Filed under: Art
If you need an excuse to head to Berlin, Germany this fall, here's a great reason. The Neues Museum will open up in October for the first time since before World War II. The museum was first unveiled last week after a six-year restoration to repair damage done during World War II. USA Today reports that British architect David Chipperfield symbolically handed over the empty building's key to city museum officials. The museum is one of five in Museum Island, one of Berlin's famed cultural destinations. All five museums haven't been open to the public at the same time since 1939. The German government is working on a $1.5 billion updating of the entire Museum Island compound that won't be finished for at least another decade.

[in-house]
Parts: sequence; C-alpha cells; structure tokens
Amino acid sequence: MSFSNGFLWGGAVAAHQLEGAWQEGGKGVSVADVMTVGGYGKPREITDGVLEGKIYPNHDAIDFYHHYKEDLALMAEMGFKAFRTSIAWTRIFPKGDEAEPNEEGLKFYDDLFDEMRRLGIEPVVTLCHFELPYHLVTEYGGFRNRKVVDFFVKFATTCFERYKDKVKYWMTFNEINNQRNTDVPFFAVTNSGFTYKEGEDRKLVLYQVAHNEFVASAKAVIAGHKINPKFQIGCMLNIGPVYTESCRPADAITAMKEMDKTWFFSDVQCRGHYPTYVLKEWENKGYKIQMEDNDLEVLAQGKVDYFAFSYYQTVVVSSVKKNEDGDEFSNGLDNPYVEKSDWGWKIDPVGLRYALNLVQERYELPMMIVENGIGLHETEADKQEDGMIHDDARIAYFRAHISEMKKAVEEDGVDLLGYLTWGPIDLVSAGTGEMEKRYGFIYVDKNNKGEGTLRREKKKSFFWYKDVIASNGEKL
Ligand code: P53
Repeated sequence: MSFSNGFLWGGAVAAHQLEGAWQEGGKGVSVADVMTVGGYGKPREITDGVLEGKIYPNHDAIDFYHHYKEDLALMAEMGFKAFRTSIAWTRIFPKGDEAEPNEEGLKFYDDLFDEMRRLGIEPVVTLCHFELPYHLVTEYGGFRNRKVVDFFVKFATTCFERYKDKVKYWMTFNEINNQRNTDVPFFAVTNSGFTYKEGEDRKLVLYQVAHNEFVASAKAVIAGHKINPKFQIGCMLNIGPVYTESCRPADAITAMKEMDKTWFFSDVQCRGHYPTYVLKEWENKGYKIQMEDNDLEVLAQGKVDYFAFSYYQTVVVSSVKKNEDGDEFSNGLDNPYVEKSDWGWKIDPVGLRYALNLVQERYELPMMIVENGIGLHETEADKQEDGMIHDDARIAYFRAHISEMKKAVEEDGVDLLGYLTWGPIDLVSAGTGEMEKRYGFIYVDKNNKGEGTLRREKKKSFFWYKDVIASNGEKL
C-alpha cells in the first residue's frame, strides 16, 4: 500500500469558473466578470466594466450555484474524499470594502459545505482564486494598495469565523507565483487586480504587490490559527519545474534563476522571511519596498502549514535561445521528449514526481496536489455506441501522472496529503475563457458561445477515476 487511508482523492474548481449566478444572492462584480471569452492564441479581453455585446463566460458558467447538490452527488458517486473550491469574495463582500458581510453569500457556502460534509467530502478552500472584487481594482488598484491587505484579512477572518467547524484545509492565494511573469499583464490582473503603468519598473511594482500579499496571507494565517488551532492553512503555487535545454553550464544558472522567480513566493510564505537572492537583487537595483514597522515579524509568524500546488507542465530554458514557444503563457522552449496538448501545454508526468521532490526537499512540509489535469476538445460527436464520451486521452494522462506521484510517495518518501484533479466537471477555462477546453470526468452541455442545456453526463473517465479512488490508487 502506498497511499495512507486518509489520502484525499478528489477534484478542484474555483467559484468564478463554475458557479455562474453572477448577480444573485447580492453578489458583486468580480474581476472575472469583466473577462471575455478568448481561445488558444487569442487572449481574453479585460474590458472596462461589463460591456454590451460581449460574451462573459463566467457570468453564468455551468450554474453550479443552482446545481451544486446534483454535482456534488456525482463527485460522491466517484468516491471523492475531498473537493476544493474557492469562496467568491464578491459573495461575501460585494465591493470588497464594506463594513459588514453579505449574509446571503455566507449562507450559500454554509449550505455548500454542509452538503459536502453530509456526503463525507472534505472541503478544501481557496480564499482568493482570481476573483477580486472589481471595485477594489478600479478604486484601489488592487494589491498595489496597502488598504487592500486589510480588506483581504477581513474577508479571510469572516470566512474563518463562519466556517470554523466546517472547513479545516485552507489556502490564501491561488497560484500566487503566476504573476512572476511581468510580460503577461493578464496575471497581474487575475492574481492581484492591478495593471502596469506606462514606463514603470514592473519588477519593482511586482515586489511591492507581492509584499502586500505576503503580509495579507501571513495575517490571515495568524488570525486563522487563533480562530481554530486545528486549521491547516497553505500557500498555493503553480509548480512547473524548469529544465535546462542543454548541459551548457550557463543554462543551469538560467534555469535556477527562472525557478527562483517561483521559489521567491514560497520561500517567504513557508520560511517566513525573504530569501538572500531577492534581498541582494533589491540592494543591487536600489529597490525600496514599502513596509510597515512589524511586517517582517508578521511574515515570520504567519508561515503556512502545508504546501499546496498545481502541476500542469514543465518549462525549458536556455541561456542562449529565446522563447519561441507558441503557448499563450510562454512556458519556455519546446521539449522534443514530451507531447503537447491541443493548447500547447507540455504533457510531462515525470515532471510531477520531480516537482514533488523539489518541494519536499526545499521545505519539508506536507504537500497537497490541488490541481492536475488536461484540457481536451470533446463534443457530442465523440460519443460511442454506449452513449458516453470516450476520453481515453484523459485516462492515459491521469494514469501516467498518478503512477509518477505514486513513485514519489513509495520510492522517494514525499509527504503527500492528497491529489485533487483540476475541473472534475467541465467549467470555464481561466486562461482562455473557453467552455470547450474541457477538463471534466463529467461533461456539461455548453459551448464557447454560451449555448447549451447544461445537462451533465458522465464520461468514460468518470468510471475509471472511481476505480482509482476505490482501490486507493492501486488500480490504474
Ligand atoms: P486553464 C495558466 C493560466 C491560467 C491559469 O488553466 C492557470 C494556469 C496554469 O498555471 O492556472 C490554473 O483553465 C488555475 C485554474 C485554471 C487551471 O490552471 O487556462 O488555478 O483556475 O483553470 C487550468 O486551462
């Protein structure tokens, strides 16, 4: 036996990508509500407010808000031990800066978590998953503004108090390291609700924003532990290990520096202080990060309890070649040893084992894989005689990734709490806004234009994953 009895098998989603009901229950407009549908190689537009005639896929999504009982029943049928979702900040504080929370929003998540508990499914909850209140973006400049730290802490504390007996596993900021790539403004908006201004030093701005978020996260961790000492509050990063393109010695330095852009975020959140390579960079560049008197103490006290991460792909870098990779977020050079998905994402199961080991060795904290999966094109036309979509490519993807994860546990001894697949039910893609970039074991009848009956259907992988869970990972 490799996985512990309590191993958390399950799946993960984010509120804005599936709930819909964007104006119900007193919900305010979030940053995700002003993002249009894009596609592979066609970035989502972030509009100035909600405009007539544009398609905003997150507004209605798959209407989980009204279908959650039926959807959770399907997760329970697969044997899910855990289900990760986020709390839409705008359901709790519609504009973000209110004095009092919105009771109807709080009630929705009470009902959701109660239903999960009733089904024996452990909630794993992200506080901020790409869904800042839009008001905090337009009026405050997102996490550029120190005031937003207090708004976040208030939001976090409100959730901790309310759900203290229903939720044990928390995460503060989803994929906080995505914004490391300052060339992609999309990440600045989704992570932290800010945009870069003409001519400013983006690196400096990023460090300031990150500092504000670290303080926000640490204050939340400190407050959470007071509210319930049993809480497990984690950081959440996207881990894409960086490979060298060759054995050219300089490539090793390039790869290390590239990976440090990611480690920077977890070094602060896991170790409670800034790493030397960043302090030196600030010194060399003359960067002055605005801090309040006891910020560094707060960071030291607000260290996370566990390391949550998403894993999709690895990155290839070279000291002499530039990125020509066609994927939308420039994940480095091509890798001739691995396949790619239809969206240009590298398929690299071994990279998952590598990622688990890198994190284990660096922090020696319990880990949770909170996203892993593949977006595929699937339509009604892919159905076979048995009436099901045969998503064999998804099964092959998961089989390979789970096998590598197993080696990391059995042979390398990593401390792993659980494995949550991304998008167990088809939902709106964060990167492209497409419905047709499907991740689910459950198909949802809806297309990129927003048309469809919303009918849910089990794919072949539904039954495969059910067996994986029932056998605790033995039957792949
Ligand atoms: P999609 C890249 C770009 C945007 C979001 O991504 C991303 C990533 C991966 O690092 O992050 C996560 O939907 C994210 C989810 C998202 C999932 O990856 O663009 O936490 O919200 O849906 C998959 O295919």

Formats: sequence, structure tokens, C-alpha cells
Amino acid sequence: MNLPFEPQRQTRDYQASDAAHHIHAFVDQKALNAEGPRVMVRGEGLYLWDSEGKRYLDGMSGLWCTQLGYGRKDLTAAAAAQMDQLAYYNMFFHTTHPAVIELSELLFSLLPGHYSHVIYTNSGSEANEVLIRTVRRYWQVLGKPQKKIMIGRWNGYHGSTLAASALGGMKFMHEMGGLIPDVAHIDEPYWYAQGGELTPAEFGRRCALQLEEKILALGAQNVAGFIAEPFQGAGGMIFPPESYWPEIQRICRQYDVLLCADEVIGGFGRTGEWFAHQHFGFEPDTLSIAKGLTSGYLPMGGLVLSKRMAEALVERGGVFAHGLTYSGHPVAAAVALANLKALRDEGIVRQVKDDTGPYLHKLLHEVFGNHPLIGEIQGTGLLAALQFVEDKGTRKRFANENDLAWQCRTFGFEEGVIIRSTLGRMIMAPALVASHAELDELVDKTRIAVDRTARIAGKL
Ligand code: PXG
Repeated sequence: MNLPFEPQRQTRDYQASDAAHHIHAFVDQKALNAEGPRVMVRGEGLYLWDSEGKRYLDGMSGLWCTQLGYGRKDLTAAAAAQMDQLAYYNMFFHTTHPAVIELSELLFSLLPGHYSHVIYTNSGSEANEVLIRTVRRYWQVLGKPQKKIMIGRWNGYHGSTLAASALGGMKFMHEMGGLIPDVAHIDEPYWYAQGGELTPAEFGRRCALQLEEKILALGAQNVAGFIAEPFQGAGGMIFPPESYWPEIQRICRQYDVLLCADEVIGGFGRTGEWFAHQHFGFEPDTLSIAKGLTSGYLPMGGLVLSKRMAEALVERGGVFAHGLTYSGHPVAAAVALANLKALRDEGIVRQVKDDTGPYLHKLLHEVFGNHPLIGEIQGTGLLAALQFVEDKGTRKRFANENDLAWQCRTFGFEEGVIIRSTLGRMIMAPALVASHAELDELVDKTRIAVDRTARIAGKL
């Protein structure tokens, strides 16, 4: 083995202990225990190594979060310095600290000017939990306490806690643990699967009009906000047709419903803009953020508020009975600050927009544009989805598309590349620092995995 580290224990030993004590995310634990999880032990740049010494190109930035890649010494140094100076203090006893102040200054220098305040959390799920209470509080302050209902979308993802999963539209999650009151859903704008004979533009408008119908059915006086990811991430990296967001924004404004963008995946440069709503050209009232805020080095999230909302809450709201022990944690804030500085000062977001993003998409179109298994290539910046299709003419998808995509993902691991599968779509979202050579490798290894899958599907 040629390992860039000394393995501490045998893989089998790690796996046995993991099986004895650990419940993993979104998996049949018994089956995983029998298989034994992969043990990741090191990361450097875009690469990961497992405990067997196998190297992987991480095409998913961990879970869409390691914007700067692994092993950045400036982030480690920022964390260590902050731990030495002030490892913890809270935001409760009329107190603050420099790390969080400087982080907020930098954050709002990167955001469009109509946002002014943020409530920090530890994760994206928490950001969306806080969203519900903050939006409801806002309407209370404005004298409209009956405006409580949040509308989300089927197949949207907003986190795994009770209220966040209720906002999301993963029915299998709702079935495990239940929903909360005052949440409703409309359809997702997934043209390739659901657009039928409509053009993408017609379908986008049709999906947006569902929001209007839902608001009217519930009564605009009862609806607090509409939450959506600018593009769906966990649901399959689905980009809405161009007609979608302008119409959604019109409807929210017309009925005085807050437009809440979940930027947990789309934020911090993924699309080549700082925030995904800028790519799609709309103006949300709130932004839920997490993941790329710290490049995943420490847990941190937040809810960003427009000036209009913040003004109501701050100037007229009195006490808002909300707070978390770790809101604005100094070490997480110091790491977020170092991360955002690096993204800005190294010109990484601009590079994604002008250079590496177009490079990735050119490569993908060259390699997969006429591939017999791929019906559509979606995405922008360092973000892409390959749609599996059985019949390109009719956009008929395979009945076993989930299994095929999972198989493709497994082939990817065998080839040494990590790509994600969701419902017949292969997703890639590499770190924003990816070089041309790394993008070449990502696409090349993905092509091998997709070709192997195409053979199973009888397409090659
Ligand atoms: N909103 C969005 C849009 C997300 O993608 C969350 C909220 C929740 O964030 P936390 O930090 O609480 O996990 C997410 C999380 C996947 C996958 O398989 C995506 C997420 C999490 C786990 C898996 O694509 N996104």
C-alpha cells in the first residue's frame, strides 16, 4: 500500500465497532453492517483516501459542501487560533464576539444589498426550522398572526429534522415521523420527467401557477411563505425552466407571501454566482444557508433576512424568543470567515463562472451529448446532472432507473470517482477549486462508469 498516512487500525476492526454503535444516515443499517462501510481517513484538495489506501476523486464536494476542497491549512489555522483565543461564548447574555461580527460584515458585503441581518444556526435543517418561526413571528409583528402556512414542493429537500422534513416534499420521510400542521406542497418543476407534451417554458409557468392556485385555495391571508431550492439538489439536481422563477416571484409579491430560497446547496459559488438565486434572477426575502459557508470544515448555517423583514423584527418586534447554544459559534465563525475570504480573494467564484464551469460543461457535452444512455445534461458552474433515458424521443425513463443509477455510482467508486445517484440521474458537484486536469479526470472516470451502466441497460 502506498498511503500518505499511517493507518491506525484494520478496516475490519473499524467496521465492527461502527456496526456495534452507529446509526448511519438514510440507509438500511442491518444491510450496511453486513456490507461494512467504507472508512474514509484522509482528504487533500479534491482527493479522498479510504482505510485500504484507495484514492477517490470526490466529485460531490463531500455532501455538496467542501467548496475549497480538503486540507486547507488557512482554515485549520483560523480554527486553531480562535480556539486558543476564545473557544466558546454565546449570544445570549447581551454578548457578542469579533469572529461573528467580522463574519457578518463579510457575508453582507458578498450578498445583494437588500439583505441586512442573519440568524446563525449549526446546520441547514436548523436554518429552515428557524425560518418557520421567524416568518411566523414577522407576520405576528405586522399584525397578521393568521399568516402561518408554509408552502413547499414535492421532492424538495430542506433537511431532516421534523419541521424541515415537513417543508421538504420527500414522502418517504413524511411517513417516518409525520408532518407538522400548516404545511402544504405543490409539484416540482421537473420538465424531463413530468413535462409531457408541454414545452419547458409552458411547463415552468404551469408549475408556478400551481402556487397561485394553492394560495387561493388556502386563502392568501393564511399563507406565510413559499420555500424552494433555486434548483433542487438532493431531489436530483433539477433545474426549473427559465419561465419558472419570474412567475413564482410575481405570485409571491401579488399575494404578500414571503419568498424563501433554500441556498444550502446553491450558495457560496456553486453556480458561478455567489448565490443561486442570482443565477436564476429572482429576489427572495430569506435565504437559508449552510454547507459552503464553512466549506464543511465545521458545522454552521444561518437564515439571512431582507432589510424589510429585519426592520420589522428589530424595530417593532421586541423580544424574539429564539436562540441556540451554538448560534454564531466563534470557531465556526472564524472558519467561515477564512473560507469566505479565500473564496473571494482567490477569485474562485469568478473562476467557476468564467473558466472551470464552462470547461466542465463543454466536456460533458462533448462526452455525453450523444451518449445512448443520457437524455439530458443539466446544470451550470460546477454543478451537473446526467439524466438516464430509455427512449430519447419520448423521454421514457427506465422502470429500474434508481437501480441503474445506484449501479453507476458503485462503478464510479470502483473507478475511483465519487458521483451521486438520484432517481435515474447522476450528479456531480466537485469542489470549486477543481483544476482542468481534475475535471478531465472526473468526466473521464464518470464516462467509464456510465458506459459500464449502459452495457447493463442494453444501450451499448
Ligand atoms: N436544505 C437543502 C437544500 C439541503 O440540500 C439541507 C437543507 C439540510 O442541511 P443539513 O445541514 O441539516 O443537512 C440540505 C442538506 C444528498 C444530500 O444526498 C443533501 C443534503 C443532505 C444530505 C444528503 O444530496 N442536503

The Neues Museum will be home to Berlin's extensive Egyptian collection including a 3,300-year-old bust of queen Nefertiti. The $250 million restoration used much of the original material that survived wartime bombing and exposure to the weather. The goal was not to completely restore the building but to bring it into the modern age with its entire history intact.